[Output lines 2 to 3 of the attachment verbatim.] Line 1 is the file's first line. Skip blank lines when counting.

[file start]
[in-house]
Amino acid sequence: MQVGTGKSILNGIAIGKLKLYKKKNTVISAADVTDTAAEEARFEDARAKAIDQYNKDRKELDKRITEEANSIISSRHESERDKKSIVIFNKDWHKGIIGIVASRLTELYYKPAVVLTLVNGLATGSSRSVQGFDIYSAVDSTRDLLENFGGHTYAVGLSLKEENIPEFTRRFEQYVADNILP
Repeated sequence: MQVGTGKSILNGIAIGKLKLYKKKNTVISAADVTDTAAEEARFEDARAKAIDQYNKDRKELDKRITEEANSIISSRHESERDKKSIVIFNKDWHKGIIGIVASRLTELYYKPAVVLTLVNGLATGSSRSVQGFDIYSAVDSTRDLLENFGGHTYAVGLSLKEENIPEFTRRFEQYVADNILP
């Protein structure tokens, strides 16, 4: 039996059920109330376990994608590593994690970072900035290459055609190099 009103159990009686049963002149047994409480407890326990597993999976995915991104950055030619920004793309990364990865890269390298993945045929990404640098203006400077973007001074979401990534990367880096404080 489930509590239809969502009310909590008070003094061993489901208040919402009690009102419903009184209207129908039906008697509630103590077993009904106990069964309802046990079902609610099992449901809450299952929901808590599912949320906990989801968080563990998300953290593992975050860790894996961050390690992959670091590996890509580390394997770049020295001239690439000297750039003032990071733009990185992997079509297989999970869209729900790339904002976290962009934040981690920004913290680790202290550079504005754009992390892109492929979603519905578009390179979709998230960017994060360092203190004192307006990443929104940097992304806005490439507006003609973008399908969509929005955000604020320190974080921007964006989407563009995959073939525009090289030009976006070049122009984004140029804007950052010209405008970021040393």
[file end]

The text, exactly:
Amino acid sequence: MQVGTGKSILNGIAIGKLKLYKKKNTVISAADVTDTAAEEARFEDARAKAIDQYNKDRKELDKRITEEANSIISSRHESERDKKSIVIFNKDWHKGIIGIVASRLTELYYKPAVVLTLVNGLATGSSRSVQGFDIYSAVDSTRDLLENFGGHTYAVGLSLKEENIPEFTRRFEQYVADNILP
Repeated sequence: MQVGTGKSILNGIAIGKLKLYKKKNTVISAADVTDTAAEEARFEDARAKAIDQYNKDRKELDKRITEEANSIISSRHESERDKKSIVIFNKDWHKGIIGIVASRLTELYYKPAVVLTLVNGLATGSSRSVQGFDIYSAVDSTRDLLENFGGHTYAVGLSLKEENIPEFTRRFEQYVADNILP